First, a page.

Your Best Cover Letter and Resume Format

If you’ve applied to several jobs without hearing back or if you feel like your applications disappear into cyberspace, there may be a problem with your cover letter and resume. Your cover letter says why you want the position and who you are as a professional. Your resume proves that you meet the requirements for the position you are targeting. Follow these three tips to present a knockout cover letter and resume that grab attention.

Make It Relevant

Are you sending the same generic resume and cover letter to each position for which you apply? This mistake is common. Job seekers who take the time to tailor their cover letter and resume are more likely to get noticed. Recruiters and hiring managers are skilled at spotting generic resumes; they tend to throw them in the rejection pile. By submitting a unique resume and cover letter that are well tailored, you demonstrate that you have carefully considered the requirements of the position. Showcase your knowledge of the company in the opening paragraph of your cover letter. Be sure that your resume reflects how you are the perfect fit for this specific position.

Keep It Concise

Which resume format do you prefer? We don't recommend using a template from MS Word. Are your resume and cover letter longer than one page each? Don’t succumb to the pressure to explain everything you have done in your career. Instead, communicate only your most relevant experience. The job description for the position you are seeking will serve as your guide. Familiarize yourself with the requirements of the position and be selective with what you include. Your resume should only include the experience that relates to your target position. Use your cover letter to dive deeper and explain two or three of your most relevant accomplishments and how they match the job you seek.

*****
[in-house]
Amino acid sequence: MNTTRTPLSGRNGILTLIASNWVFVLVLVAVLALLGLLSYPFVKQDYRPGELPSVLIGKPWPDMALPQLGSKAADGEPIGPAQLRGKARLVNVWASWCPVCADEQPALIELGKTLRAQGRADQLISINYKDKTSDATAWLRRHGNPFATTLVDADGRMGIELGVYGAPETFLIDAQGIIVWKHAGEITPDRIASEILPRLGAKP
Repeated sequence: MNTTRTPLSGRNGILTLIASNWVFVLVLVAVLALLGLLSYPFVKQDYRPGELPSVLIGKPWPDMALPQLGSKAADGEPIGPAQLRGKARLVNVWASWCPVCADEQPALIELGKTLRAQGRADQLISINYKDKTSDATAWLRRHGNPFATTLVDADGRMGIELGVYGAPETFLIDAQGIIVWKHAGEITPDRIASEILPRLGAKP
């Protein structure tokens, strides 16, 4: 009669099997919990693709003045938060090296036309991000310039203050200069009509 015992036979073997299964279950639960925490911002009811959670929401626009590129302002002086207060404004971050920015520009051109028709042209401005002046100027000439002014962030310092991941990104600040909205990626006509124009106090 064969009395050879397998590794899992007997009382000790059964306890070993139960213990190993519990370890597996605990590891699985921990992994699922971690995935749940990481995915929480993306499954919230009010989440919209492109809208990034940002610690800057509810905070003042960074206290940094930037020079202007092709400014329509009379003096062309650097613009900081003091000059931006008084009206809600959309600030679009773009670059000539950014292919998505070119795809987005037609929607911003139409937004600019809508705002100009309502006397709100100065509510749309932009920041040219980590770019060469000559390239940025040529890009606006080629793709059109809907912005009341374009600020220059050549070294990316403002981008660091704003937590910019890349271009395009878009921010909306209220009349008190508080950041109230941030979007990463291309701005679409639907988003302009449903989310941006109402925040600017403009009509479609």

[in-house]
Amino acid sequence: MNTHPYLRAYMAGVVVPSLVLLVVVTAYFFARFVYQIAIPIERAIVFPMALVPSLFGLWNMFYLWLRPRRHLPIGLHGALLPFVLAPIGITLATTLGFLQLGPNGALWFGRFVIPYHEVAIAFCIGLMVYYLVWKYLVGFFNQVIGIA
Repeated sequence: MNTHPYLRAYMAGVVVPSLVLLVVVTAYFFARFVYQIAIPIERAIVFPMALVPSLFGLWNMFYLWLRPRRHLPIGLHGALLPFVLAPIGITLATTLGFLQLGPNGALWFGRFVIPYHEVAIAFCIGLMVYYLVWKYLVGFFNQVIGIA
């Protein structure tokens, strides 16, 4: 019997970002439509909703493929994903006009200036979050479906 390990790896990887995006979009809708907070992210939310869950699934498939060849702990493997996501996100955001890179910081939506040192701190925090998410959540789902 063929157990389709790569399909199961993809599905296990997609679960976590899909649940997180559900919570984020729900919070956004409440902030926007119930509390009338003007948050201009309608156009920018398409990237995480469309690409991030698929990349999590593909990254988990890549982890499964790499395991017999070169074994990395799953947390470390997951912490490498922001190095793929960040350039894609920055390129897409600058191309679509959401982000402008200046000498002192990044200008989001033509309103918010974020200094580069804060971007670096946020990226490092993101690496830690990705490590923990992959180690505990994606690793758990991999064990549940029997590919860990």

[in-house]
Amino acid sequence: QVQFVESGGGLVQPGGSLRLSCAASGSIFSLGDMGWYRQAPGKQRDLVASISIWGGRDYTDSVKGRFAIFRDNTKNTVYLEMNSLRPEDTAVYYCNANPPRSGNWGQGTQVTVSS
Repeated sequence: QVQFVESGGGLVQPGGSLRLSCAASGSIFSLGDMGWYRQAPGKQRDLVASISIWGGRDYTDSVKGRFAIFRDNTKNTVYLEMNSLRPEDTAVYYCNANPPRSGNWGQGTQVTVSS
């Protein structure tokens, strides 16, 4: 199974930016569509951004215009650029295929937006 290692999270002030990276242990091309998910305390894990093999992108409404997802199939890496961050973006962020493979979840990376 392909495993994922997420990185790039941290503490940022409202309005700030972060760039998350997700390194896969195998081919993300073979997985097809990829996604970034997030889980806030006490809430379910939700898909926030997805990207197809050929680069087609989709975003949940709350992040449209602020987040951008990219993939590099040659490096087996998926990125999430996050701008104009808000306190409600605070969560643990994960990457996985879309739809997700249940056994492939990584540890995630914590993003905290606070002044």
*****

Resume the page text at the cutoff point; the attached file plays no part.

Prove It

Your resume format should build a case for why an employer should interview you above all other candidates. Don’t forget that relevant experience can include both paid and unpaid work. If you struggle to come up with some related experience, maybe you are not quite ready to pursue this particular role. At this stage, it is time to think about how you can gain relevant experience through a volunteer opportunity or a more entry-level role.

Remember, first impressions are everything. While crafting a well-written cover letter and resume may take additional time and energy, you will find that taking this time will yield much better results in your job search. You’ve already invested in your education; now invest in creating a stellar resume and cover letter to land your dream job. It will be worth it!



Written by Kelly Dahlke
Kelly is a Career Services Specialist at Ashford University.

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